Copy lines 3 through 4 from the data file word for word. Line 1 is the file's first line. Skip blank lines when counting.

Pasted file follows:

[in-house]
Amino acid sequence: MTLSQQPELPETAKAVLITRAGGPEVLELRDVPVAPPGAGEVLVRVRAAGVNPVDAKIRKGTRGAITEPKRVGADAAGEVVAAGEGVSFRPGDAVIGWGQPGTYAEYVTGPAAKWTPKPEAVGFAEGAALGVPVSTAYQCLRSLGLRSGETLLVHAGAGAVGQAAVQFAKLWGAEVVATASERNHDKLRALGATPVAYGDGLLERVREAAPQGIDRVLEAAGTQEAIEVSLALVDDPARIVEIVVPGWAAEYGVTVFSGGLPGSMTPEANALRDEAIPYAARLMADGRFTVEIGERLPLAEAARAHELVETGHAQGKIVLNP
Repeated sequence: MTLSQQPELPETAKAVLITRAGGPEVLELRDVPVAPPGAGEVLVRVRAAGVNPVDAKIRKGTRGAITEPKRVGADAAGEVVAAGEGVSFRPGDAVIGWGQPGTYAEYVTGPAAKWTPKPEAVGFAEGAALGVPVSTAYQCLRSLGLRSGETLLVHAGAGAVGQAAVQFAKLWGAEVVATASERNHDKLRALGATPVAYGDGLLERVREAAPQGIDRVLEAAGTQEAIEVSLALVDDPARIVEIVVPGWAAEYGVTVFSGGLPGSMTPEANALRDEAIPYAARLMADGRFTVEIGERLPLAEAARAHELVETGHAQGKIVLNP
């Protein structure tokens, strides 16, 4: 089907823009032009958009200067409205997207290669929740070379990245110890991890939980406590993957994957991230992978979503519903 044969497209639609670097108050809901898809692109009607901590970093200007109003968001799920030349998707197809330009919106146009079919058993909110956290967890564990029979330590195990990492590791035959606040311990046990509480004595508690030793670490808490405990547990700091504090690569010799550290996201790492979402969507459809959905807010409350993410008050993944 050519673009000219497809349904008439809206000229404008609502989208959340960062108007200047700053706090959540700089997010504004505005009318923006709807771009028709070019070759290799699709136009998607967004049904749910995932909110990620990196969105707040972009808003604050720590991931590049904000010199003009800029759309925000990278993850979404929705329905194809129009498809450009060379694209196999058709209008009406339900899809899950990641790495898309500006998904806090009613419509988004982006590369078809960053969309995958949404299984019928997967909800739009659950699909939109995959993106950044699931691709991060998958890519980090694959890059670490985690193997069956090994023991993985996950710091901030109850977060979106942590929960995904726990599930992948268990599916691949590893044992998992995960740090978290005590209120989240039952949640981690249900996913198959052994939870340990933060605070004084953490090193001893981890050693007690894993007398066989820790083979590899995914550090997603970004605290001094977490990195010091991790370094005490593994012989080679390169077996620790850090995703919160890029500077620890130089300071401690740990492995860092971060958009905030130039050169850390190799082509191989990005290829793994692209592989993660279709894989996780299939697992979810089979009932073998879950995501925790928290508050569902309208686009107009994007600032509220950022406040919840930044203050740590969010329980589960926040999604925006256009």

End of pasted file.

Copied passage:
Repeated sequence: MTLSQQPELPETAKAVLITRAGGPEVLELRDVPVAPPGAGEVLVRVRAAGVNPVDAKIRKGTRGAITEPKRVGADAAGEVVAAGEGVSFRPGDAVIGWGQPGTYAEYVTGPAAKWTPKPEAVGFAEGAALGVPVSTAYQCLRSLGLRSGETLLVHAGAGAVGQAAVQFAKLWGAEVVATASERNHDKLRALGATPVAYGDGLLERVREAAPQGIDRVLEAAGTQEAIEVSLALVDDPARIVEIVVPGWAAEYGVTVFSGGLPGSMTPEANALRDEAIPYAARLMADGRFTVEIGERLPLAEAARAHELVETGHAQGKIVLNP
């Protein structure tokens, strides 16, 4: 089907823009032009958009200067409205997207290669929740070379990245110890991890939980406590993957994957991230992978979503519903 044969497209639609670097108050809901898809692109009607901590970093200007109003968001799920030349998707197809330009919106146009079919058993909110956290967890564990029979330590195990990492590791035959606040311990046990509480004595508690030793670490808490405990547990700091504090690569010799550290996201790492979402969507459809959905807010409350993410008050993944 050519673009000219497809349904008439809206000229404008609502989208959340960062108007200047700053706090959540700089997010504004505005009318923006709807771009028709070019070759290799699709136009998607967004049904749910995932909110990620990196969105707040972009808003604050720590991931590049904000010199003009800029759309925000990278993850979404929705329905194809129009498809450009060379694209196999058709209008009406339900899809899950990641790495898309500006998904806090009613419509988004982006590369078809960053969309995958949404299984019928997967909800739009659950699909939109995959993106950044699931691709991060998958890519980090694959890059670490985690193997069956090994023991993985996950710091901030109850977060979106942590929960995904726990599930992948268990599916691949590893044992998992995960740090978290005590209120989240039952949640981690249900996913198959052994939870340990933060605070004084953490090193001893981890050693007690894993007398066989820790083979590899995914550090997603970004605290001094977490990195010091991790370094005490593994012989080679390169077996620790850090995703919160890029500077620890130089300071401690740990492995860092971060958009905030130039050169850390190799082509191989990005290829793994692209592989993660279709894989996780299939697992979810089979009932073998879950995501925790928290508050569902309208686009107009994007600032509220950022406040919840930044203050740590969010329980589960926040999604925006256009």